The Beats Powerbeats 4 are taking one of the Powerbeats Pro's best features

Powerbeats 3
(Image credit: Beats)

A Beats Powerbeats 4 release date could be imminent, based on an icon found within the latest version of iOS 13 – and judging from their looks, they could make ideal running headphones.

The icon, which was discovered by MacRumors, gives us a glimpse of what the new Apple earbuds will look like – and it appears that the company has taken inspiration from the true wireless Powerbeats Pro when designing the new earbuds. 

As you can see in the image below, the Powerbeats 4 will sport a more curved ear hook than their predecessors, the Powerbeats 3; however, Apple hasn’t cut the cord completely between the two earbuds, opting to keep the popular neckbuds design seen in previous Powerbeats models.

That curved ear hook is one reason we awarded the Powerbeats Pro four out five stars in our review, contributing to an immaculate fit that makes them ideal running headphones.

powerbeats 4

From left to right: the Powerbeats Pro, the Powerbeats 4 icon, and the Powerbeats 3. (Image credit: MacRumors)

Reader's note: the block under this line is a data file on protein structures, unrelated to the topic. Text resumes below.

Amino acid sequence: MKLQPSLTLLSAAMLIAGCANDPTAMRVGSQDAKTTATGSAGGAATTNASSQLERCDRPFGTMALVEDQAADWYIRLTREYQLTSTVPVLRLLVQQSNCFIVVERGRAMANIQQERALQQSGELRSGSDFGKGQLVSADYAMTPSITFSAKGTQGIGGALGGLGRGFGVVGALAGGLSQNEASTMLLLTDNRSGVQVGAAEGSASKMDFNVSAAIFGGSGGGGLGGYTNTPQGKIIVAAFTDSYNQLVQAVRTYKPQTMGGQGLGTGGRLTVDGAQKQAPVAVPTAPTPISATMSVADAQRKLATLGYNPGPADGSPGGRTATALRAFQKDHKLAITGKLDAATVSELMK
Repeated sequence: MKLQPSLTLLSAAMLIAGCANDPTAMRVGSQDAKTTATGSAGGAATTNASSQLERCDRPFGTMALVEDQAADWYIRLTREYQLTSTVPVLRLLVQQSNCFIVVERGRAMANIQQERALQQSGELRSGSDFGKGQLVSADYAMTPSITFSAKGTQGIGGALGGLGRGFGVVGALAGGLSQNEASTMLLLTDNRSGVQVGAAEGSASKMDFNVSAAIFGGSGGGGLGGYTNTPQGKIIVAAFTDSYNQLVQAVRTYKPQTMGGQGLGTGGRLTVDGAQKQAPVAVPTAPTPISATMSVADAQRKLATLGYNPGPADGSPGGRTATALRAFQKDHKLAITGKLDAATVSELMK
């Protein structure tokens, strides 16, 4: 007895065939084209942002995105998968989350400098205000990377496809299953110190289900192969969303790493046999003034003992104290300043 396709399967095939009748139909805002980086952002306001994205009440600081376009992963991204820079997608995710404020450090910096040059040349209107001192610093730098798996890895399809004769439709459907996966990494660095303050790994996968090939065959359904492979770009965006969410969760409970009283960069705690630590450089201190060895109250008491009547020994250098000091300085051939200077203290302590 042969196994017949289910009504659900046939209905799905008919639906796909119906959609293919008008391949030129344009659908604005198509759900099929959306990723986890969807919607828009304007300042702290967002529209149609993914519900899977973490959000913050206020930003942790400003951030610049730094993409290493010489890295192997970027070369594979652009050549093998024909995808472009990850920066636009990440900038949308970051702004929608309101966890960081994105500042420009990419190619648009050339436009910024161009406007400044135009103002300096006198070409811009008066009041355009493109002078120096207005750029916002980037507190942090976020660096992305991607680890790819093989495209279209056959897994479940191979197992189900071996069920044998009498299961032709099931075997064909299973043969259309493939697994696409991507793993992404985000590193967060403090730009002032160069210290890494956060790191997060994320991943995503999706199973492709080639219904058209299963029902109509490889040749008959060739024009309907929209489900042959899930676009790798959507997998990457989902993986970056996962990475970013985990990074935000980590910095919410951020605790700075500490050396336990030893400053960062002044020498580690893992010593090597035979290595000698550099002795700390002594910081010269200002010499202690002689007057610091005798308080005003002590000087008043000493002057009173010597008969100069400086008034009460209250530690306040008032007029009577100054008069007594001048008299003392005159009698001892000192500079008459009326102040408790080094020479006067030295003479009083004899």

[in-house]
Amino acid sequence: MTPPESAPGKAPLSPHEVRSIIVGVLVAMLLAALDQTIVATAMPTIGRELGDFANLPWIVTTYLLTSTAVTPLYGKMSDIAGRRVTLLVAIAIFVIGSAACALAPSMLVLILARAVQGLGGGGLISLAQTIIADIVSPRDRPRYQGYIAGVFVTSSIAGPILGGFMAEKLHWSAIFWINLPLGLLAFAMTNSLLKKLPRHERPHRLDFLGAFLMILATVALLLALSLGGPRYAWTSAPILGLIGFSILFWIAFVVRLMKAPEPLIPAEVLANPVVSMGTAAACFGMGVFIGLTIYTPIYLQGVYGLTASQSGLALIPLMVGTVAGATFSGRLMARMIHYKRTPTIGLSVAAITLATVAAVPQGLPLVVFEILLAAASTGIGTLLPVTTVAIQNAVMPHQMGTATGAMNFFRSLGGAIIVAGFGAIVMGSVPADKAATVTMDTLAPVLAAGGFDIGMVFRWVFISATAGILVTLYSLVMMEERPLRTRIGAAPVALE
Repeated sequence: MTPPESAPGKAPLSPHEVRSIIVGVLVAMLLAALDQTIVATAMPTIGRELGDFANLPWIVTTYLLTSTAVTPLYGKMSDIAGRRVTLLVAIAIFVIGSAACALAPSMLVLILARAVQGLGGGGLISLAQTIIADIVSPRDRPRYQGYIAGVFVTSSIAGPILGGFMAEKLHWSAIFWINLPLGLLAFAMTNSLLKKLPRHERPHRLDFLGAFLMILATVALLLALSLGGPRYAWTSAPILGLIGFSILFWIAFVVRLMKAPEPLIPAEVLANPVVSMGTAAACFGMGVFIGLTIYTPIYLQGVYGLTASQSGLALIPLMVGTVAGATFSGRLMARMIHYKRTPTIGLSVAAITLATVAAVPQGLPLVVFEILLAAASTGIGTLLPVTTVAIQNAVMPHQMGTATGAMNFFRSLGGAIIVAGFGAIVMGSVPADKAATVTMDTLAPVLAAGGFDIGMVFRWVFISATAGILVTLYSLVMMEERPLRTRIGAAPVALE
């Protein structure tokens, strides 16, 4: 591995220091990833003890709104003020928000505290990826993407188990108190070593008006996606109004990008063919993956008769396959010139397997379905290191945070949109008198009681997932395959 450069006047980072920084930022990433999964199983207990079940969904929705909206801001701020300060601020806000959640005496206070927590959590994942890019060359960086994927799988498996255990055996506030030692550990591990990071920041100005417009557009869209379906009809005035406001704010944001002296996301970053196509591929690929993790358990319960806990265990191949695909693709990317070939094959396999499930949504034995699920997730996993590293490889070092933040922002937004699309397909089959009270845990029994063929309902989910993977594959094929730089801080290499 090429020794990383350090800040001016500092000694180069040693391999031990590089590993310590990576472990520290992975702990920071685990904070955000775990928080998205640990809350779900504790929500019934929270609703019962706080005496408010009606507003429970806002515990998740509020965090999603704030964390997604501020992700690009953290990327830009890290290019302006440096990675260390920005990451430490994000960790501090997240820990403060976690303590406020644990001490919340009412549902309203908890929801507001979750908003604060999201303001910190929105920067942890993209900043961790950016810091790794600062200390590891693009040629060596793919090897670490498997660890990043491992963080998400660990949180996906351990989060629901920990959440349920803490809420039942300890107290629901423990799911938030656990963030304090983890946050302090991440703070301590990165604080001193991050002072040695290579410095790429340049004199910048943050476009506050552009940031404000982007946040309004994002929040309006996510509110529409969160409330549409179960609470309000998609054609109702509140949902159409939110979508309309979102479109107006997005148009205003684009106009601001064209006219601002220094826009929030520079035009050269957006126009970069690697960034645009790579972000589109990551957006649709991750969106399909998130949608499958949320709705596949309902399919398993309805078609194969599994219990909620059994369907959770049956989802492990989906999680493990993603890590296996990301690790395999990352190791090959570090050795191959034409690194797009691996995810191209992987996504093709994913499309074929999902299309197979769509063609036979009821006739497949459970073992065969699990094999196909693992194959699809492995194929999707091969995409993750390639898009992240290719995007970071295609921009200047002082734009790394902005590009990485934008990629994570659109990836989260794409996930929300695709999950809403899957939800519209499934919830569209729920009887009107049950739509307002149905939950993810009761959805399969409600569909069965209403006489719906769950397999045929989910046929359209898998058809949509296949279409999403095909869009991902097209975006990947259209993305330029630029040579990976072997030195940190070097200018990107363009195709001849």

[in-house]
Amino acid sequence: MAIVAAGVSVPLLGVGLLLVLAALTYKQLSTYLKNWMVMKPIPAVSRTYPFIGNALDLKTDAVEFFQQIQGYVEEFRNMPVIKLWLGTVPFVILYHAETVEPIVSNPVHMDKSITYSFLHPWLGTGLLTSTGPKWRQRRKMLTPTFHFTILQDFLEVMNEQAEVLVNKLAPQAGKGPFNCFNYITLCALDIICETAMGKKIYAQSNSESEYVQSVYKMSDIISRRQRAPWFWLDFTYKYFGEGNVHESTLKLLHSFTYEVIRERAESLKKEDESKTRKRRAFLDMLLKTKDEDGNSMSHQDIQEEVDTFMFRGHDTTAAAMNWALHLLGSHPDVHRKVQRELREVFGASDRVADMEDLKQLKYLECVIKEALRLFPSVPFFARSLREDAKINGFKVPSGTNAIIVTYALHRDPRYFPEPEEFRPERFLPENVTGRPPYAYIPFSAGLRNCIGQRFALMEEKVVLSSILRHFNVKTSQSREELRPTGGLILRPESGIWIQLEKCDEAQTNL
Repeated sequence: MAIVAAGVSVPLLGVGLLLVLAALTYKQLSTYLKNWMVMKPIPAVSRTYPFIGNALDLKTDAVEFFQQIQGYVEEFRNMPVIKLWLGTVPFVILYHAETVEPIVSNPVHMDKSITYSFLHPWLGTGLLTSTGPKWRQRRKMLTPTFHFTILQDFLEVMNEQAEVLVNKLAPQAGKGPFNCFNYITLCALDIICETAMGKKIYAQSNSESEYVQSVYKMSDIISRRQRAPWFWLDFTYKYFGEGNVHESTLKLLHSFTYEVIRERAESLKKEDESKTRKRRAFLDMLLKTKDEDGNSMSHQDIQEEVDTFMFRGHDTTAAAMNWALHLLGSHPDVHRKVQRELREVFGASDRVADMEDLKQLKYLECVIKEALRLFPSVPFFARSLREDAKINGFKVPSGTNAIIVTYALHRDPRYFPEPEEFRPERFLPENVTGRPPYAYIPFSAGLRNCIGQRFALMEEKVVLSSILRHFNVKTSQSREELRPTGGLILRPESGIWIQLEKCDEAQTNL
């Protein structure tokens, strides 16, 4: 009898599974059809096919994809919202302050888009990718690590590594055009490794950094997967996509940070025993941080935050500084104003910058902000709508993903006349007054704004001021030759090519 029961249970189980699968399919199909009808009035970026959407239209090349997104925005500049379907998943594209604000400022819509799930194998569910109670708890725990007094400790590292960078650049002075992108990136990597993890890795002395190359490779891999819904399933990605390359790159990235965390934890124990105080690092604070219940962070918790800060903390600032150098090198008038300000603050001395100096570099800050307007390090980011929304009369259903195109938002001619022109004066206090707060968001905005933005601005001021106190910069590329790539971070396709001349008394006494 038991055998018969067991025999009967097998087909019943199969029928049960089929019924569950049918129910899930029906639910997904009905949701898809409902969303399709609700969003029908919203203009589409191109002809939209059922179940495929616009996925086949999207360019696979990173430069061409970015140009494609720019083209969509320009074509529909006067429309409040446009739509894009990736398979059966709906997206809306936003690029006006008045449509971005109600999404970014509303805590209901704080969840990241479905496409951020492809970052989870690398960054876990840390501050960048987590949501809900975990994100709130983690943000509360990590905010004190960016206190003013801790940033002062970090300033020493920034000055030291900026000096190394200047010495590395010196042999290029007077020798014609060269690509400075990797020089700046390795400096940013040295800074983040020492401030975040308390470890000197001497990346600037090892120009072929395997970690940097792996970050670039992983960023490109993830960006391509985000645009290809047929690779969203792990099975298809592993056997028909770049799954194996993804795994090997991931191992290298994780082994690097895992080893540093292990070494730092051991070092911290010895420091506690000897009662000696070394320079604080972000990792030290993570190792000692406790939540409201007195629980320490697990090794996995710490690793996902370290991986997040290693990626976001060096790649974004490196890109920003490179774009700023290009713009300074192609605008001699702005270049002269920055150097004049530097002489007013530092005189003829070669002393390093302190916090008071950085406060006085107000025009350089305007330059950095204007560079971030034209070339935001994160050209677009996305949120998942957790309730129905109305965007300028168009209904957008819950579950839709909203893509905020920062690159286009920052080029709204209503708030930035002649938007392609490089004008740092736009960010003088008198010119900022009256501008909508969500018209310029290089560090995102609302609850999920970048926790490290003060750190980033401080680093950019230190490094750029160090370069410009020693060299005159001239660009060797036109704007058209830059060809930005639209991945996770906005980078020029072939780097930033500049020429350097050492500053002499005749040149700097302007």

Lightning-fast connectivity

It’s not the first time that digging into iOS 13 has revealed information about the new Beats headphones. In December, 9to5Mac, found strings (sequences of characters) within the newly released iOS 13.3 code that show the Powerbeats 4 will come with 'Hey Siri' support.

This is a feature found in Apple headphones that contain the H1 chip, including the 2019 AirPods, the new AirPods Pro, and the Beats PowerBeats Pro true wireless earbuds

As well as allowing you to summon Siri with your voice alone, the H1 chip provides Apple earbuds with lightning-fast connectivity and better battery life than the original 2016 AirPods.

It’s worth nothing that he existence of the Powerbeats 4 wireless earbuds hasn't been confirmed by Beats or Apple, let alone their use of the H1 chip – however, support for the 'Hey Siri' trigger phrase makes it likely that the Powerbeats wireless in-ears will be upgraded from the W1 headphone chip to the H1 chip. 

Olivia Tambini

Olivia was previously TechRadar's Senior Editor - Home Entertainment, covering everything from headphones to TVs. Based in London, she's a popular music graduate who worked in the music industry before finding her calling in journalism. She's previously been interviewed on BBC Radio 5 Live on the subject of multi-room audio, chaired panel discussions on diversity in music festival lineups, and her bylines include T3, Stereoboard, What to Watch, Top Ten Reviews, Creative Bloq, and Croco Magazine. Olivia now has a career in PR.